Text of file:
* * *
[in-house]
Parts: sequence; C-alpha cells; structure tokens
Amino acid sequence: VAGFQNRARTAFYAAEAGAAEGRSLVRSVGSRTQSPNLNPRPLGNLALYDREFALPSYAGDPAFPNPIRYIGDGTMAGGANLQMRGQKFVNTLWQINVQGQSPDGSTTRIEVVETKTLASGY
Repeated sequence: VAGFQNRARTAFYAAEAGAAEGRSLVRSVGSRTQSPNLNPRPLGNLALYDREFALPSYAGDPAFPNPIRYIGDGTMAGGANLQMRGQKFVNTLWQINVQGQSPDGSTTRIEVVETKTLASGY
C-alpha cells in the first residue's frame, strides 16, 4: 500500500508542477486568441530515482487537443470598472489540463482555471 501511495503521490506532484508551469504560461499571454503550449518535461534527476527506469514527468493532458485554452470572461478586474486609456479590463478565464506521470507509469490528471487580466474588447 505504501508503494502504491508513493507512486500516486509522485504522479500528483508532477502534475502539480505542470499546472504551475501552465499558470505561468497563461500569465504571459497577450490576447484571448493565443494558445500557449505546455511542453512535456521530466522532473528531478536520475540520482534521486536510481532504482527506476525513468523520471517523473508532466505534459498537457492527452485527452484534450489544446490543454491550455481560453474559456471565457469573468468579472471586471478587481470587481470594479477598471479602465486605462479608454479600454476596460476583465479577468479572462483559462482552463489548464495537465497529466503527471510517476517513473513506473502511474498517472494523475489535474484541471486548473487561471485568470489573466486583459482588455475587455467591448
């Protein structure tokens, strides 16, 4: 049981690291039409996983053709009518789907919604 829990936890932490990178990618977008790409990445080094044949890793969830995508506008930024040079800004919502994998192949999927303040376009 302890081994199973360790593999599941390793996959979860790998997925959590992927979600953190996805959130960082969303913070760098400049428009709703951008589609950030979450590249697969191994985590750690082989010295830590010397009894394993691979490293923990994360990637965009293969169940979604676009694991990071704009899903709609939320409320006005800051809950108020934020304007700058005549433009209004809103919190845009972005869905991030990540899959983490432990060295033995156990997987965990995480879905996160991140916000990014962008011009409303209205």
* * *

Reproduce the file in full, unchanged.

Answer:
[in-house]
Parts: sequence; C-alpha cells; structure tokens
Amino acid sequence: VAGFQNRARTAFYAAEAGAAEGRSLVRSVGSRTQSPNLNPRPLGNLALYDREFALPSYAGDPAFPNPIRYIGDGTMAGGANLQMRGQKFVNTLWQINVQGQSPDGSTTRIEVVETKTLASGY
Repeated sequence: VAGFQNRARTAFYAAEAGAAEGRSLVRSVGSRTQSPNLNPRPLGNLALYDREFALPSYAGDPAFPNPIRYIGDGTMAGGANLQMRGQKFVNTLWQINVQGQSPDGSTTRIEVVETKTLASGY
C-alpha cells in the first residue's frame, strides 16, 4: 500500500508542477486568441530515482487537443470598472489540463482555471 501511495503521490506532484508551469504560461499571454503550449518535461534527476527506469514527468493532458485554452470572461478586474486609456479590463478565464506521470507509469490528471487580466474588447 505504501508503494502504491508513493507512486500516486509522485504522479500528483508532477502534475502539480505542470499546472504551475501552465499558470505561468497563461500569465504571459497577450490576447484571448493565443494558445500557449505546455511542453512535456521530466522532473528531478536520475540520482534521486536510481532504482527506476525513468523520471517523473508532466505534459498537457492527452485527452484534450489544446490543454491550455481560453474559456471565457469573468468579472471586471478587481470587481470594479477598471479602465486605462479608454479600454476596460476583465479577468479572462483559462482552463489548464495537465497529466503527471510517476517513473513506473502511474498517472494523475489535474484541471486548473487561471485568470489573466486583459482588455475587455467591448
């Protein structure tokens, strides 16, 4: 049981690291039409996983053709009518789907919604 829990936890932490990178990618977008790409990445080094044949890793969830995508506008930024040079800004919502994998192949999927303040376009 302890081994199973360790593999599941390793996959979860790998997925959590992927979600953190996805959130960082969303913070760098400049428009709703951008589609950030979450590249697969191994985590750690082989010295830590010397009894394993691979490293923990994360990637965009293969169940979604676009694991990071704009899903709609939320409320006005800051809950108020934020304007700058005549433009209004809103919190845009972005869905991030990540899959983490432990060295033995156990997987965990995480879905996160991140916000990014962008011009409303209205």